2. The Respondent is currently employed by Canaccord Capital Corp. (“Canaccord”) where he has remained since November 1995.

    C. The Q Accounts

  3. At the time of the opening of the first account relevant to this agreement in January 1988, LQ was a forty-two year old single woman with no children.  Her sole source of income was her approximate salary of $35,000 as an investigator with the Ontario Ministry of Consumer and Commercial Relations.  In January 1988, LQ’s investment experience consisted of the acquisition of two GICs for her RRSP and she had no investment related education and limited knowledge about equity securities.

  4. In January 1988, LQ’s stepfather passed away and she inherited securities held in two accounts at Walwyn having a combined value of $90,375.86.  Pursuant to the terms of her stepfather’s will, approximately $30,000 was transferred out of the account in April 1988.  In August 1988, the remaining balance of $58,824.08 was transferred to accounts at Walwyn maintained by LQ in her personal capacity.  In February 1989 (following the Respondent’s transfer to Midland), LQ contributed Noranda Inc. and Canadian Pacific Limited shares that she had inherited from her natural father to the accounts.  At the time, these securities had an aggregate market value of $34,346.25.  In January 1990, LQ deposited a further $15,000 to the accounts (then at McNeil).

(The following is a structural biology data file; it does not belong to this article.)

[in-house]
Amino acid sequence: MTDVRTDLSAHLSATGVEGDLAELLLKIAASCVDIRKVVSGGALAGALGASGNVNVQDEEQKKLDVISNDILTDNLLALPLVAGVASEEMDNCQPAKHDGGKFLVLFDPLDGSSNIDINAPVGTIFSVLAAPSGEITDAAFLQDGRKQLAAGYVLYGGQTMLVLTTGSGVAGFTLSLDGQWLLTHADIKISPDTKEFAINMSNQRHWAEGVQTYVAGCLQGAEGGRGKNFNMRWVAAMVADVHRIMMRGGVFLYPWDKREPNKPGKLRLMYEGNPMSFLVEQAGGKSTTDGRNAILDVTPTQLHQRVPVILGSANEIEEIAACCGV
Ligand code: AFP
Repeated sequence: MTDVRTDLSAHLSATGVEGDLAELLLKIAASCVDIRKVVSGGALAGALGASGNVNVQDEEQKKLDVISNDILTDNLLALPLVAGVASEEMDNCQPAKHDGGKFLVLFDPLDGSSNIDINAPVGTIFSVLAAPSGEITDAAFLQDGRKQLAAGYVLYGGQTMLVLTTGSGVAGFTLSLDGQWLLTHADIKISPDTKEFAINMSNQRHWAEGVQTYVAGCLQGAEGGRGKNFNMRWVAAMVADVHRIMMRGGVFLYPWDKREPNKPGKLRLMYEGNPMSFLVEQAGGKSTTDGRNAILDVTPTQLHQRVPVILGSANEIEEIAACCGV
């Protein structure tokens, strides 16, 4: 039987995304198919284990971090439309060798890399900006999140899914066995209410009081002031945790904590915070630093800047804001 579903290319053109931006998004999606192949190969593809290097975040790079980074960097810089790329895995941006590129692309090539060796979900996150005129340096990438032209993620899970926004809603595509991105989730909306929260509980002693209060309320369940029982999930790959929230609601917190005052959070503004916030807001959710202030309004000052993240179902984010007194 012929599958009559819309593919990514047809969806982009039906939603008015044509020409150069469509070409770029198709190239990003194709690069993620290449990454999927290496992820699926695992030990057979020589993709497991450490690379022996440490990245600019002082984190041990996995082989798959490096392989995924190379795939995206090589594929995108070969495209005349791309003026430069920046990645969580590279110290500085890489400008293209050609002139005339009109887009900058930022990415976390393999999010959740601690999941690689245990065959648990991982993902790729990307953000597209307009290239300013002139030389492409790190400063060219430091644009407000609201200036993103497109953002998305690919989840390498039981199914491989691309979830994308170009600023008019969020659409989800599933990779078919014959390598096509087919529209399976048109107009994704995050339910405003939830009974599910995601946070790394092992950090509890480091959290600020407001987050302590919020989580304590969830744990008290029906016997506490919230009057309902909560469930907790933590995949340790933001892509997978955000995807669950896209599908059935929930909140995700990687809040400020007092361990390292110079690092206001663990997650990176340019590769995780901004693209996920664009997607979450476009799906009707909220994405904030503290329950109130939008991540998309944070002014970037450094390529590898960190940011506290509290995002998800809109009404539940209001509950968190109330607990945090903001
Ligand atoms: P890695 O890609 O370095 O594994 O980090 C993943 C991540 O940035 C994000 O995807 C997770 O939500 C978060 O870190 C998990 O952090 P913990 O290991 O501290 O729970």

5. The Respondent served as LQ’s stepfather’s investment adviser in connection with his accounts at Walwyn.  LQ’s stepfather’s accounts with the Respondent had been margin accounts invested in part in the equity securities of small or medium-sized issuers.  The investment profile of the account remained the same throughout the period that the Respondent managed the account.  The majority of the trades in the account were solicited.